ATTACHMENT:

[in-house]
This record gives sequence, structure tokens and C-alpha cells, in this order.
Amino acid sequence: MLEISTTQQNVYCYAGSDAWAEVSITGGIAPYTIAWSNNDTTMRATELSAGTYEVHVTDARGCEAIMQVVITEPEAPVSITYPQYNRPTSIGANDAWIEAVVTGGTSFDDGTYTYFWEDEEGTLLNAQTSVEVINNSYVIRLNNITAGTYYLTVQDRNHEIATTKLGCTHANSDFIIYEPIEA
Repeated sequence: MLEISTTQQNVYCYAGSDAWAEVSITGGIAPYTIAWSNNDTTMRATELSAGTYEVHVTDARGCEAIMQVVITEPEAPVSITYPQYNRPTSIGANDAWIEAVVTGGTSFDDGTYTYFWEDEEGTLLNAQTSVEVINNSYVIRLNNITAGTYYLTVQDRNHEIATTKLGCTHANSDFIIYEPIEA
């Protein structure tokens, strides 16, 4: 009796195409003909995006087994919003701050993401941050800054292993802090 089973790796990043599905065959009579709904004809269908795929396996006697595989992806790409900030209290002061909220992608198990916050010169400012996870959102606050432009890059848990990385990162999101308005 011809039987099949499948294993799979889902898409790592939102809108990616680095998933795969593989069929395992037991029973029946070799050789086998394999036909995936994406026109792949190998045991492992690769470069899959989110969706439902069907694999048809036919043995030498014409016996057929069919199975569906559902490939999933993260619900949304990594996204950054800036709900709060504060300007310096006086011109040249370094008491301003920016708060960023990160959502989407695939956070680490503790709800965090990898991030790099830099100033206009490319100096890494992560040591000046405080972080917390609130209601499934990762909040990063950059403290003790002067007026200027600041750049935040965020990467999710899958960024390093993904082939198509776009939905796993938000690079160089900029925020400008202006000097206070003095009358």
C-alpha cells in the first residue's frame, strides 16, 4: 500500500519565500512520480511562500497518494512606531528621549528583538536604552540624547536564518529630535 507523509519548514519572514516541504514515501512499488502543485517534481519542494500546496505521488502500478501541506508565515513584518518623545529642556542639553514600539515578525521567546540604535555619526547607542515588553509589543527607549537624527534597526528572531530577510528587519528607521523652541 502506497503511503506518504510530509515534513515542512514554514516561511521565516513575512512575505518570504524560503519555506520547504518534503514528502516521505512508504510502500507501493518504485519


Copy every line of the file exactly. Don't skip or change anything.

[in-house]
This record gives sequence, structure tokens and C-alpha cells, in this order.
Amino acid sequence: MLEISTTQQNVYCYAGSDAWAEVSITGGIAPYTIAWSNNDTTMRATELSAGTYEVHVTDARGCEAIMQVVITEPEAPVSITYPQYNRPTSIGANDAWIEAVVTGGTSFDDGTYTYFWEDEEGTLLNAQTSVEVINNSYVIRLNNITAGTYYLTVQDRNHEIATTKLGCTHANSDFIIYEPIEA
Repeated sequence: MLEISTTQQNVYCYAGSDAWAEVSITGGIAPYTIAWSNNDTTMRATELSAGTYEVHVTDARGCEAIMQVVITEPEAPVSITYPQYNRPTSIGANDAWIEAVVTGGTSFDDGTYTYFWEDEEGTLLNAQTSVEVINNSYVIRLNNITAGTYYLTVQDRNHEIATTKLGCTHANSDFIIYEPIEA
């Protein structure tokens, strides 16, 4: 009796195409003909995006087994919003701050993401941050800054292993802090 089973790796990043599905065959009579709904004809269908795929396996006697595989992806790409900030209290002061909220992608198990916050010169400012996870959102606050432009890059848990990385990162999101308005 011809039987099949499948294993799979889902898409790592939102809108990616680095998933795969593989069929395992037991029973029946070799050789086998394999036909995936994406026109792949190998045991492992690769470069899959989110969706439902069907694999048809036919043995030498014409016996057929069919199975569906559902490939999933993260619900949304990594996204950054800036709900709060504060300007310096006086011109040249370094008491301003920016708060960023990160959502989407695939956070680490503790709800965090990898991030790099830099100033206009490319100096890494992560040591000046405080972080917390609130209601499934990762909040990063950059403290003790002067007026200027600041750049935040965020990467999710899958960024390093993904082939198509776009939905796993938000690079160089900029925020400008202006000097206070003095009358």
C-alpha cells in the first residue's frame, strides 16, 4: 500500500519565500512520480511562500497518494512606531528621549528583538536604552540624547536564518529630535 507523509519548514519572514516541504514515501512499488502543485517534481519542494500546496505521488502500478501541506508565515513584518518623545529642556542639553514600539515578525521567546540604535555619526547607542515588553509589543527607549537624527534597526528572531530577510528587519528607521523652541 502506497503511503506518504510530509515534513515542512514554514516561511521565516513575512512575505518570504524560503519555506520547504518534503514528502516521505512508504510502500507501493518504485519